For everyone with a bee in their bonnet over TV show statements, take a deep breath, relax (you’re in distinguished company, Filipinos from generatons past have vigorously protested what they perceived as disparaging slights in Hollywood), and read this marvelous essay from someone who managed to be funny and affectionate about Filipinos:
In Search of the Wily Filipino
By Steve Martin
“We’ve seen the slit-eyed dangerous Jap, we have seen the wily Filipino…” – Marlon Brando discussing movies on “Larry King Live.”
The wily Filipino. How often have I gone to bed at night with that phrase echoing through my head. And yet I only recently became aware that I had actually never seen one. I had driven through Filipino neighborhoods, and everyone and everything I saw appeared to be straightforward. Signs for this or that – the dry cleaner’s, and auto-repair – all seemed innocuous but probably hid a true guile lurking beneath. I wondered under what circumstances the wiliness would come out.
I have worked with a Filipino for several years, and I decided upon a little test. I asked her what she would do if she saw a traffic accident and someone was wandering around looking dazed. “I would stop and help, I suppose,” she said.
“Why?” I asked. “To get something?”
She looked at me. “What would you do – call for help and wait for it to show up?” I realized that she was invoking the stereotype of the benign and polite Wasp, and I recoiled. I was so upset that it almost made me want to be angry.
I decided to rent movies where I might examine the portrayal of the Filipino. I watched “The Godfather,” “2001,” and “Gone with the Wind.” There wasn’t a single depiction of a wily Filipino. Why? Perhaps the movie industry is secretly run by Filipinos. Perhaps it is they who have been the hidden hand behind such films as “The Logical Filipino” (1986), “The Straight-Up Guy from Manila” (1993), and the adventure classic “Deep in Wily Laos” (1995). And if that were true wouldn’t it demonstrate unquestionable guile?
A friend of mind told me about a sensational Filipino acupuncturist. I called to make an appointment. “What seems to be the problem?” a deceptively pleasant voice asked on the other end of the line. “I… I…” I hadn’t quite worked out this part of the plan. “I… I…” I hung up. Thirty seconds later the phone rang. There was no one there. I thought nothing of it, then recognized the craftiness at work: Caller ID! The wily Filipino had called me back using caller ID, and now had my number! Fearing reprisal, I phoned again and booked an appointment.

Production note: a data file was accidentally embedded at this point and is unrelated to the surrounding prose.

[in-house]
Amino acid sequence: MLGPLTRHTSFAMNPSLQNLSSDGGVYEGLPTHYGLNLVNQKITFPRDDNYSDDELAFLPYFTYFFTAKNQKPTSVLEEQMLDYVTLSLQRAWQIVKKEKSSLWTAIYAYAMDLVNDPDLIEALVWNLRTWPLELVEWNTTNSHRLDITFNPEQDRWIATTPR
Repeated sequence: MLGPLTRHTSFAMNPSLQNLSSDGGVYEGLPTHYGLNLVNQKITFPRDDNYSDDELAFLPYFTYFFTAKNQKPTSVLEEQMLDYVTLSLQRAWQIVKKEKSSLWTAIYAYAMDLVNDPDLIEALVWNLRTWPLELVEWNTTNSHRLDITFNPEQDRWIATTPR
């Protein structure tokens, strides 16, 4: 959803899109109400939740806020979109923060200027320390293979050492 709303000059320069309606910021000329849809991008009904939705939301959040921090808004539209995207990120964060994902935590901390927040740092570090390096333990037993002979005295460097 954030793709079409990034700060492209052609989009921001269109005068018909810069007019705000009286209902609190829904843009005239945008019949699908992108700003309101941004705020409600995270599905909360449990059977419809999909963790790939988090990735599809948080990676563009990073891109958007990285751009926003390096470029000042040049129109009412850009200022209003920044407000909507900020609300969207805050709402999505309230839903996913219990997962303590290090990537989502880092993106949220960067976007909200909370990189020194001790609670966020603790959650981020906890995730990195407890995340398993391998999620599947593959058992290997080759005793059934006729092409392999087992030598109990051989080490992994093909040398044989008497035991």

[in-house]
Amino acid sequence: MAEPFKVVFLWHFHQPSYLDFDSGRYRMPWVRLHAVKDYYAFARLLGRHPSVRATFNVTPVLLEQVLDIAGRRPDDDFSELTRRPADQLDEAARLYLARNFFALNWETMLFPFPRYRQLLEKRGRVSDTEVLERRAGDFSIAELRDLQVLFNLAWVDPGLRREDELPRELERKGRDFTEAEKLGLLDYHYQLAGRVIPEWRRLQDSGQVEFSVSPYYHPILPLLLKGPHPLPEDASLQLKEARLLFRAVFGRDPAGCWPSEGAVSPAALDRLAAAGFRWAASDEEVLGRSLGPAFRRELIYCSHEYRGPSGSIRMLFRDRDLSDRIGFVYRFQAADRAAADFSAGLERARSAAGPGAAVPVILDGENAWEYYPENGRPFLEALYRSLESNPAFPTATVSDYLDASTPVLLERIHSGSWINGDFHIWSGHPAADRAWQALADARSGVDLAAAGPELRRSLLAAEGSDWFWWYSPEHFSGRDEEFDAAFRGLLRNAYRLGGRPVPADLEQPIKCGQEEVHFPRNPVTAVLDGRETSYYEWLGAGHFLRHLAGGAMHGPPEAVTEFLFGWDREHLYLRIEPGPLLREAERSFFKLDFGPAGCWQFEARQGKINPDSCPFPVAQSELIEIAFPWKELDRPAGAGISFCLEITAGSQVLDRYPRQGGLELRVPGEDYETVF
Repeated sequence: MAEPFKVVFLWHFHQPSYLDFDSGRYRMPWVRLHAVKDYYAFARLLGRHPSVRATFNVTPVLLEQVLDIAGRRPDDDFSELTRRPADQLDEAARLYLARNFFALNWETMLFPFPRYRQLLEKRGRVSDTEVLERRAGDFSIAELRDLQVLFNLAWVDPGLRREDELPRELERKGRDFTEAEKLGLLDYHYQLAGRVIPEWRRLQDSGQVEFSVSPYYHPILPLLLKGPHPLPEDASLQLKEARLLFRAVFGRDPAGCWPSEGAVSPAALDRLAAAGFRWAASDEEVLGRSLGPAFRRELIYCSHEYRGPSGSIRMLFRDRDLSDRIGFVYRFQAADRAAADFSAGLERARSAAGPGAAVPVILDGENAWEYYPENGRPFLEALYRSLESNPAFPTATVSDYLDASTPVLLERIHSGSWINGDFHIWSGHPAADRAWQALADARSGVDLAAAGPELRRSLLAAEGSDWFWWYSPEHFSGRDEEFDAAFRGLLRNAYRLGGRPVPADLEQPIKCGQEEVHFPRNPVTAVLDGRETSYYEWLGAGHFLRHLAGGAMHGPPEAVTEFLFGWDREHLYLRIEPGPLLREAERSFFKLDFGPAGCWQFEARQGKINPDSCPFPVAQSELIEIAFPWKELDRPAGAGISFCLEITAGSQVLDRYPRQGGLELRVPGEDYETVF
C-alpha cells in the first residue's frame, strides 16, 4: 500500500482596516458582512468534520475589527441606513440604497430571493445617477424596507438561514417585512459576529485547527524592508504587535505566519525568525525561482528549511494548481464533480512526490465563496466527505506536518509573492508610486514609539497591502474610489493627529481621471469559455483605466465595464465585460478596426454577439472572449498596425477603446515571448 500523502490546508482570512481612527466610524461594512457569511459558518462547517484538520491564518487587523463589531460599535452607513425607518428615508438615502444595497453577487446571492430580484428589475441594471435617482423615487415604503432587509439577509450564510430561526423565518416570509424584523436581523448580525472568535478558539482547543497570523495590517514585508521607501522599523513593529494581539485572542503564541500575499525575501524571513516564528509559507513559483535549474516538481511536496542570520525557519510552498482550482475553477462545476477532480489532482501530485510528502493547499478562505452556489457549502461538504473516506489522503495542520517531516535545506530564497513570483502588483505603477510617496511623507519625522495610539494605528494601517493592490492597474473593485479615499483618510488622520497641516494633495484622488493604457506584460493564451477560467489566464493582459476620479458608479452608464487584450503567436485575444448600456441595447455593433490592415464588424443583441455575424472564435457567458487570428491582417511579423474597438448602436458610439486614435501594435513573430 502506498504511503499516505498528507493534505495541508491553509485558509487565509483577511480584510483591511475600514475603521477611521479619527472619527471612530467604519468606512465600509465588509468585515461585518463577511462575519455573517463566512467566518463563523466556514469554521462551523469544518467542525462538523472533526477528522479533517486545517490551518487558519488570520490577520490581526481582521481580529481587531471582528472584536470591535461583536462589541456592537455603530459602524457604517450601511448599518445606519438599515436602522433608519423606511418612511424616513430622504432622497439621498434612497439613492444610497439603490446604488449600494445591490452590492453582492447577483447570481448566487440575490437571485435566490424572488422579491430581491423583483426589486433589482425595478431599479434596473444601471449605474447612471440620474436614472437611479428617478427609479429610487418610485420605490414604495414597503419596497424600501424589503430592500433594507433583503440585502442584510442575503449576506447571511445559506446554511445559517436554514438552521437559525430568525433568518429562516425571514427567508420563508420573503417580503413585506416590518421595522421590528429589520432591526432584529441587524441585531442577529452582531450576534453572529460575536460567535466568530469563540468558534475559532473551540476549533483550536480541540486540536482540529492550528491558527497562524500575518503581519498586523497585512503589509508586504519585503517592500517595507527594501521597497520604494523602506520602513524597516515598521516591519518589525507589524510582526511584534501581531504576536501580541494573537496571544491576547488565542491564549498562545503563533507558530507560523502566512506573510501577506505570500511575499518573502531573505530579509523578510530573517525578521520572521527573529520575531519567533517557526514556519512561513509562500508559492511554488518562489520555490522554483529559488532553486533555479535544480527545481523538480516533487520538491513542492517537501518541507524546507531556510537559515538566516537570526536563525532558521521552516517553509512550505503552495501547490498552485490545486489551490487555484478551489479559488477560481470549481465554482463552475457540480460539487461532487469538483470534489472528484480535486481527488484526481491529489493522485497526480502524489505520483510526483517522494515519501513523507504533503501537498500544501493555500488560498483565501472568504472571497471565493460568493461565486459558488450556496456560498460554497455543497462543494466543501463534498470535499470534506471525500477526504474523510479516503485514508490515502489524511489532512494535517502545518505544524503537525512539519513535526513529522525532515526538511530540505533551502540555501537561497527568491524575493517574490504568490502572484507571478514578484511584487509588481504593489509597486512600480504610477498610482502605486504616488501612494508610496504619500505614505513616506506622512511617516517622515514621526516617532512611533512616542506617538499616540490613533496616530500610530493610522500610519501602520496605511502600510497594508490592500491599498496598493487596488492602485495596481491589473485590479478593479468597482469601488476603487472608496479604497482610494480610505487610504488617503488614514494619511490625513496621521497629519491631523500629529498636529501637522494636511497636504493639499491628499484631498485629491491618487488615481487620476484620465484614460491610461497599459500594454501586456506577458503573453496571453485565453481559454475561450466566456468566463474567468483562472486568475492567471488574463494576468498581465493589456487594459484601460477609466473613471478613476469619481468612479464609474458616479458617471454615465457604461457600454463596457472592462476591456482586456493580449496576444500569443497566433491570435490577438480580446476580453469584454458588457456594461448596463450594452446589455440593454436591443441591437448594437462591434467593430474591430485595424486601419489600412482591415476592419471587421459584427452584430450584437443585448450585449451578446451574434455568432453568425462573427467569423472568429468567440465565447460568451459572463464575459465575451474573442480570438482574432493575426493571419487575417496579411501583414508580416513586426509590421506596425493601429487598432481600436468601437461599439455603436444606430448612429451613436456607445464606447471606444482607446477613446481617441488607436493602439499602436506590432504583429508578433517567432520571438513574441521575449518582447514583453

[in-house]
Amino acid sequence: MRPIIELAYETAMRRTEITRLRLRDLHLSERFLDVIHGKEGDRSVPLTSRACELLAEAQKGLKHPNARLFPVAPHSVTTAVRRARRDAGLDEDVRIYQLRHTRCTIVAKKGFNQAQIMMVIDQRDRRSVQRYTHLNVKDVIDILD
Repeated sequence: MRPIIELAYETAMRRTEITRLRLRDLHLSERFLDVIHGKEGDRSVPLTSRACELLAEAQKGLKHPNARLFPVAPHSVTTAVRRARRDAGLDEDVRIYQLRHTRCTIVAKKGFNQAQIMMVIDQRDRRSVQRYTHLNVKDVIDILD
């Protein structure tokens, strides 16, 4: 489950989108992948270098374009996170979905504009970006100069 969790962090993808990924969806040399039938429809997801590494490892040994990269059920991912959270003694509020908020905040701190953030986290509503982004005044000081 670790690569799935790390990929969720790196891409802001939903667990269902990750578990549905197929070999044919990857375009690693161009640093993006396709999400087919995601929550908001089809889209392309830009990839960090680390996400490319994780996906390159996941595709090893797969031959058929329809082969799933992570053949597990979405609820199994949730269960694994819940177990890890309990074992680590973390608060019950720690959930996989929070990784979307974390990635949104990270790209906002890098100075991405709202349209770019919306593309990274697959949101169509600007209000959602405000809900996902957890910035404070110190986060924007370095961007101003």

I entered the office and sat in the waiting lounge. Waiting for what, I wondered. Probably waiting to be outfoxed, one way or another. The assistant asked me to fill out a form. She cleverly slid the sheet toward me and artfully offered me a pen. I filled it out as I listened to the coded dialogue going on in the office. Common inquiries about the weather were no longer empty pleasantries; they were complexly structured sentences in which the first letter of every word combined to spell out my mother’s maiden name. Once inside the office, I started using words with the doctor and his nurse that were uniquely American – words like “cahoots.” I wanted to see their reaction. I got none. Well, just one – a look so wily I shuddered.
Then this exchange happened:
“It says here you want treatment for parvo.”
“Yes,” I countered. This game was rough.
“Parvo is a dog disease.”
The lakes of perspiration on my forehead instantly beaded into a map of Michigan.
“Yes,” I replied. “I’m worried that my dog may have it.”
“So you’re here for anxiety? You want me to treat you for worry?”
This was not just idle sparring between worthy foes. This was a coded chess play of words, a dazzling display of cunning.
The needles went in. Four in my ears. Three in my scalp. Some were twisted by hand. Some had electric current sent thought them. Ten minutes later, they were removed, and I felt a remarkable calm. The tables had been turned. The wily Filipino had allayed my anxiety, and now I was indebted to him. He had won. I had anticipated wiles of some form, but never suspected that they would be at this level of sophistication.
I returned home and turned on the television. “Larry King Live” was still on:
“… the luckless Italian, the furtive Chilean, the horny Hawaiian, the pungent Norwegian, the strict Eskimo, the loud-talking Canadian -”
“We’re running out of time,” Larry said, and the show came to a close.
I needed to get away. I packed my bags, booked a ticket on WILY (the official Filipino airline), and fled to Hawaii.
* From The New Yorker, July 6, 1998.